Tokyo National Museum
The Tokyo National Museum is enormous, spread across multiple galleries and structures in Ueno Park. If you’re tight on time, make your way to the Main Gallery (Honkan) for a chronological exploration of Japanese history and art.
Ryogoku Sumo Hall
Ryogoku Kokugikan is the best place to catch a sumo tournament in Tokyo. The hall is also home to a museum of the sport, and will be used to host the boxing competition during the 2020 Summer Olympics in Tokyo.
Kabuki is a traditional Japanese dance drama, using elaborate costumes, makeup and sets to wow audiences. The recently rebuilt Kabuki-za is the chief kabuki theater in the region and still retains its traditional charms.
Tsukiji Fish Market
The Tsukiji Fish Market is one of the largest markets in the world. While visitors have restricted access to the main market area, the surrounding commercial area known as the Outer Market includes shops and vendors for visitors to browse. But the cozy sushi bars where the fresh fish is served are the main attraction here.
Colorful and lively Takeshita Street is located in Harajuku and is one of the district’s most iconic attractions. The shopping area is packed with small shops and vendors selling offbeat fashions, quirky souvenirs, and everything kawaii.
Senso-ji is one of Tokyo’s most visited temples. Not only because of its sheer size and cultural significance, but because it claims to be the oldest of the city’s temples. The surrounding historic district and shopping street, Nakamise-dori, also contribute to Senso-ji’s popularity.
Imperial Palace and Gardens
Tours of the Imperial Palace grounds must be booked in advance, but the Imperial Palace East Garden is open to visitors year-round. On the other side of the moat, Chidori-ga-fuchi is a popular cherry blossom gazing spot.
This shrine was built in honor of the Meiji Emperor and his wife, Empress Shoken. With its thickly wooded grounds, skyscraping torii, and proximity to Harajuku, Omotesando, and Shibuya Stations, it’s easy to see why it remains one of the city’s most popular Shinto shrines.
Hamarikyu Onshi Teien
This traditional Japanese strolling garden was once the property of the Tokugawa Clan, the former shoguns of Edo. Don’t forget to visit the antique teahouse located within its walls, Nakajima no Ochaya, for the full experience.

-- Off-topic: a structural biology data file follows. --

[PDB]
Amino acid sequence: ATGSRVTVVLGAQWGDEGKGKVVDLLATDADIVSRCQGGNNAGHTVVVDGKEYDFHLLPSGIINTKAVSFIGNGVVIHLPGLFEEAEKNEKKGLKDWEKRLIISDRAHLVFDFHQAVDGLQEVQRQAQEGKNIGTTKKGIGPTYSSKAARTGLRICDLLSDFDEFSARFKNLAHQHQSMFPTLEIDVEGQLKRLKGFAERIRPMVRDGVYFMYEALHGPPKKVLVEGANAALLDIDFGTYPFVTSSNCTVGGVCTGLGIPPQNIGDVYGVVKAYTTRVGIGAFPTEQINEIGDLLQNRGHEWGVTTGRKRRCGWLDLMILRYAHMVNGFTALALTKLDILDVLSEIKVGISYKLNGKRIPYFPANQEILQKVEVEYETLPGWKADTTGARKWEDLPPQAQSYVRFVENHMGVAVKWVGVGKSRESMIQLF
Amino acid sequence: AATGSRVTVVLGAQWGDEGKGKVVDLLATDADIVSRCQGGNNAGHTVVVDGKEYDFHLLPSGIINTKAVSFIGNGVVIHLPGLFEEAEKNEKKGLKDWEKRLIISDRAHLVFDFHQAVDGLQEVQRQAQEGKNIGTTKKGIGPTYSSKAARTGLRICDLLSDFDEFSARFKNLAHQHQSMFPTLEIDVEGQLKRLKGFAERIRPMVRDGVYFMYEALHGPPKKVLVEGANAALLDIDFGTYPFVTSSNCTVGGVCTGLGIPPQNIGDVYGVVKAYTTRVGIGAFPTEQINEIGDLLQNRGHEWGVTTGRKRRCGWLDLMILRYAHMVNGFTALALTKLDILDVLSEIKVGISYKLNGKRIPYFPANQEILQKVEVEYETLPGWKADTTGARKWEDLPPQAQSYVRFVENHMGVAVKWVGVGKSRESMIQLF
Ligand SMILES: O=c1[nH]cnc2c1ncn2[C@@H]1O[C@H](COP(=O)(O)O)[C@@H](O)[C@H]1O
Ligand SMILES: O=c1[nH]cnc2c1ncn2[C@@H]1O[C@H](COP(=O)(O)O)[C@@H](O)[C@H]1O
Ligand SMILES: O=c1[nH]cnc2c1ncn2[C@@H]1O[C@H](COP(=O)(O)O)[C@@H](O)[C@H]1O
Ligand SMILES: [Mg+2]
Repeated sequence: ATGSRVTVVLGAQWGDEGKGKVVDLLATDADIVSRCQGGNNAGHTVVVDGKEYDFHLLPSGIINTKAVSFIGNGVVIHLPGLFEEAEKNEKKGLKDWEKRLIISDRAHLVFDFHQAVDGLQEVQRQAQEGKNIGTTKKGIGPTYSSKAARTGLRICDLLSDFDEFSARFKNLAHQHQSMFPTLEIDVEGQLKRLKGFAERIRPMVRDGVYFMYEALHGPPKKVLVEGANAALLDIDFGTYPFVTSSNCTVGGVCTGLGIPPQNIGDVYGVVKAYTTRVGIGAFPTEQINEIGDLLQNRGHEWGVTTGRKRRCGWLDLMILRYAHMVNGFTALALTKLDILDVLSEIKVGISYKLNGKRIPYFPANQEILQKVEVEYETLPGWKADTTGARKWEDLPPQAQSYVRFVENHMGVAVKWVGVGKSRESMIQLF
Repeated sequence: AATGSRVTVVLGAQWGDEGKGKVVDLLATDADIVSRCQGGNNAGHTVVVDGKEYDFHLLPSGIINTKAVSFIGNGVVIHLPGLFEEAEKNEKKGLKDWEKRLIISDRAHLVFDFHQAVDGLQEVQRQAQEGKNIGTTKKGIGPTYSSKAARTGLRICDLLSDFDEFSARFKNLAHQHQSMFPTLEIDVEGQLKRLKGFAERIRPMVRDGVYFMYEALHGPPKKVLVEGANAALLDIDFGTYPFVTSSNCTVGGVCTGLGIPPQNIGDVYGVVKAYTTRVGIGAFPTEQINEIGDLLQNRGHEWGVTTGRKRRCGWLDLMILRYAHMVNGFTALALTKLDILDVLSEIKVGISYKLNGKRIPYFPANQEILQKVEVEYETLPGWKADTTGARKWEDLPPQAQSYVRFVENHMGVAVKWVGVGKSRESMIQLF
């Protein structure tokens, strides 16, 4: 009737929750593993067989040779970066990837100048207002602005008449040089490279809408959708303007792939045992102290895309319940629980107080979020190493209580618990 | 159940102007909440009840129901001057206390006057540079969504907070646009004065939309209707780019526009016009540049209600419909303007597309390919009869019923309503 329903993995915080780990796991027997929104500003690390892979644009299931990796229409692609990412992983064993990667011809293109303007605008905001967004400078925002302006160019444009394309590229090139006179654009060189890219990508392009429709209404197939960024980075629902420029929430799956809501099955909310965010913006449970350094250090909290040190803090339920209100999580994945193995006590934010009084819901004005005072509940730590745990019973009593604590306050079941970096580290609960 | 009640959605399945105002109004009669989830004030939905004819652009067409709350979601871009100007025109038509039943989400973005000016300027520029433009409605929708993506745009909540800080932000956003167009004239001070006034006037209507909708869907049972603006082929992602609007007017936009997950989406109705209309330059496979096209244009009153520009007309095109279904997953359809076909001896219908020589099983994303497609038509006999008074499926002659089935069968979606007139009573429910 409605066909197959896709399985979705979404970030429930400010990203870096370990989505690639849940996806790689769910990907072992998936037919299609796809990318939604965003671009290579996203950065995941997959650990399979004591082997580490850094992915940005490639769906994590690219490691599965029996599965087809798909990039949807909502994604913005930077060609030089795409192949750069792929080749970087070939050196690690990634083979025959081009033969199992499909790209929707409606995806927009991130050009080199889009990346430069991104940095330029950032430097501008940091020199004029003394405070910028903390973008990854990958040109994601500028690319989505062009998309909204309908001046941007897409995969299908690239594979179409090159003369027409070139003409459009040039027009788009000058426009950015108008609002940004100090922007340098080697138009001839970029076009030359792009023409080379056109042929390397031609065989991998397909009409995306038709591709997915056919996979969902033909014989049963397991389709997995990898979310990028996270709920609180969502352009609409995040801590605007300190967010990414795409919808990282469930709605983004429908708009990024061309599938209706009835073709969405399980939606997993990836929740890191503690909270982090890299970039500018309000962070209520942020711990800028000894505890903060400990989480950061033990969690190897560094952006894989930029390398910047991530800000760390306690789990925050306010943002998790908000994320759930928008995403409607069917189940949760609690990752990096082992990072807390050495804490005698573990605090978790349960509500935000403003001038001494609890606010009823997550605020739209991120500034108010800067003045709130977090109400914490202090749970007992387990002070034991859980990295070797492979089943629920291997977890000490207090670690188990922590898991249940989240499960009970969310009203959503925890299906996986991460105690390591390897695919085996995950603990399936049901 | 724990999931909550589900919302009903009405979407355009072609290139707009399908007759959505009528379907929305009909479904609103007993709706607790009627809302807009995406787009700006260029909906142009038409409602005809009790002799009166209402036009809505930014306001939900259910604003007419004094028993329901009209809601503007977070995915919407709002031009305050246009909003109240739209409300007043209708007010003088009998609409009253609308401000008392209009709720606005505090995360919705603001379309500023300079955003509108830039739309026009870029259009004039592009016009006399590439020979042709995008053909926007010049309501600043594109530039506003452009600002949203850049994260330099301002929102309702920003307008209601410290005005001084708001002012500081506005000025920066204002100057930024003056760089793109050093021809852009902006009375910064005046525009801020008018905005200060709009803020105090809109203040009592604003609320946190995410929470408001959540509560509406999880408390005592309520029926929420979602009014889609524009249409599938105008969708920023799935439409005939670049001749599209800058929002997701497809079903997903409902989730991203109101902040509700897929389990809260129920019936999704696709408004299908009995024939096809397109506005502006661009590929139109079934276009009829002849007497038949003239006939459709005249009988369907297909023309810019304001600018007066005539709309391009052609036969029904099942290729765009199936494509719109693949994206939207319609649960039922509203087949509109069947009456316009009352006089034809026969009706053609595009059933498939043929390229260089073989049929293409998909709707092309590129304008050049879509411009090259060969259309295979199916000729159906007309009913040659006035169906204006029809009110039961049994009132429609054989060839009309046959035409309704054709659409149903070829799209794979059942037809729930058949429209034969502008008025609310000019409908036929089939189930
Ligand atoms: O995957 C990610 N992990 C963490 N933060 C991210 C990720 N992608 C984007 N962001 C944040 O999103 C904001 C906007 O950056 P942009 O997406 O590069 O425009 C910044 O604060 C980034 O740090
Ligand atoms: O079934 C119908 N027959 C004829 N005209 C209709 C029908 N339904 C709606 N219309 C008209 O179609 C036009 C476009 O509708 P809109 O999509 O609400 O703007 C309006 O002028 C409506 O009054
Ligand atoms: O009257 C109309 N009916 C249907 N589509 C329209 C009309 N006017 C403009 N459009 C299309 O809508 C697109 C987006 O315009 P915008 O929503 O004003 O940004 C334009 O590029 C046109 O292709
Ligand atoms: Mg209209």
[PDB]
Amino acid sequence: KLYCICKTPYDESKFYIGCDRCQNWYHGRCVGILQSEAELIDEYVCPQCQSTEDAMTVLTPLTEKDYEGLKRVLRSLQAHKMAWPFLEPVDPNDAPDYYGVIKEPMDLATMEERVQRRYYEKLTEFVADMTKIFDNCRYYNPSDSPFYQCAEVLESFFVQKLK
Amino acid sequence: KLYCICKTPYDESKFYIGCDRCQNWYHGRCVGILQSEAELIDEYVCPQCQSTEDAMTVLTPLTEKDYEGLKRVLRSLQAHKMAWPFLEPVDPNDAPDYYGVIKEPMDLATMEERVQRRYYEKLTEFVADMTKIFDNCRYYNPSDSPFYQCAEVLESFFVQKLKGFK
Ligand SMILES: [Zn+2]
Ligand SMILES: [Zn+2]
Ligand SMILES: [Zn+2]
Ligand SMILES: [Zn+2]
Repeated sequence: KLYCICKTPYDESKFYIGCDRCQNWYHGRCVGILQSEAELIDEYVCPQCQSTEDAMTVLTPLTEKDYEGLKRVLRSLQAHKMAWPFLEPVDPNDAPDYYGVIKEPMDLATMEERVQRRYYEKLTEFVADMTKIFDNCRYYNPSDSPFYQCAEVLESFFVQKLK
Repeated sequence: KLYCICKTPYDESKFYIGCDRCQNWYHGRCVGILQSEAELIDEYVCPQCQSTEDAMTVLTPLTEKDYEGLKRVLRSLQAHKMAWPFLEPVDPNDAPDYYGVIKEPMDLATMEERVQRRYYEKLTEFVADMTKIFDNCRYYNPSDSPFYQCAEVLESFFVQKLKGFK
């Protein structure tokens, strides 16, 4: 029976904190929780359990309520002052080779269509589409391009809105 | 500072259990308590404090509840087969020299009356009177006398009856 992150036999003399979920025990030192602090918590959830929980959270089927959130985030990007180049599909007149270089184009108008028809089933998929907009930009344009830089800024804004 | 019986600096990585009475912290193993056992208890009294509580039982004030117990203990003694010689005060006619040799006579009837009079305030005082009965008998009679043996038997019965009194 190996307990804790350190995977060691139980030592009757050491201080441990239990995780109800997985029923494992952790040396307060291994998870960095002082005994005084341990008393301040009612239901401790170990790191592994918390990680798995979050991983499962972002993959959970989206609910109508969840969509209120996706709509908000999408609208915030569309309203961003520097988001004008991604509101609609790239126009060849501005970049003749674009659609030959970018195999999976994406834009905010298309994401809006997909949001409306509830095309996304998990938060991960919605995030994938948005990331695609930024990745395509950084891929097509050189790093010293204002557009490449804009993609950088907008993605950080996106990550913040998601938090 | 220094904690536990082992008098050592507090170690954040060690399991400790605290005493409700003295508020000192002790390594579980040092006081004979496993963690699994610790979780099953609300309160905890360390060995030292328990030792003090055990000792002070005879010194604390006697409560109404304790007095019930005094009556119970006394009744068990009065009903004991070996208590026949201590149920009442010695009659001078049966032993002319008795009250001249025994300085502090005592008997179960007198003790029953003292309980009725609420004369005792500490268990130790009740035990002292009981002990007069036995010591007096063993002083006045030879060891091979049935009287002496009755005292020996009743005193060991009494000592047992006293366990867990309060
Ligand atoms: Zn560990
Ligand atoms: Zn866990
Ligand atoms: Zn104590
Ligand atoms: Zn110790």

Shibuya Crossing is known as the busiest pedestrian scramble in the world in terms of foot traffic. It’s the perfect starting point to any exploration further into the district.
The Yomiuri Giants, Japan’s oldest professional baseball team, call the Tokyo Dome home. But the multipurpose structure also hosts concerts and other sporting events as well. Catch a game rain or shine, or spend an hour browsing the nearby Japanese Baseball Hall of Fame.
Oedo Onsen Monogatari
If you’re happily tattoo-free, make your way to Oedo Onsen Monogatari for a traditional-meets-modern onsen (hot spring) experience. This Edo-themed onsen park lends out colorful yukata to all guests and invites visitors to experience Old Japan in their wading pools, hot springs, dining halls and festival atmosphere.
Mount Fuji is beautiful from afar, but neighboring Mitake-san is in a class of its own. Embark on a breathtaking hike to the summit, stopping to shop and dine at the nearby village, and pay your respects at the ancient Shinto shrine.
Golden Gai is a collection of narrow alleys and two-story bars, a rare sight in the metropolis of Shinjuku. Most are so small they can only accommodate a handful of customers, which is the reasoning behind the hefty seating charges. It has mostly been taken over by visitors in recent years, but you’ll still encounter the odd locals-only signage or chilly reception now and then.
Tokyo Skytree is the tallest structure in the entire prefecture and a popular attraction among locals and visitors alike. Shop and dine at the Skytree Village, or make your way to the observatories for a new perspective on Tokyo. Located in Sumida Ward.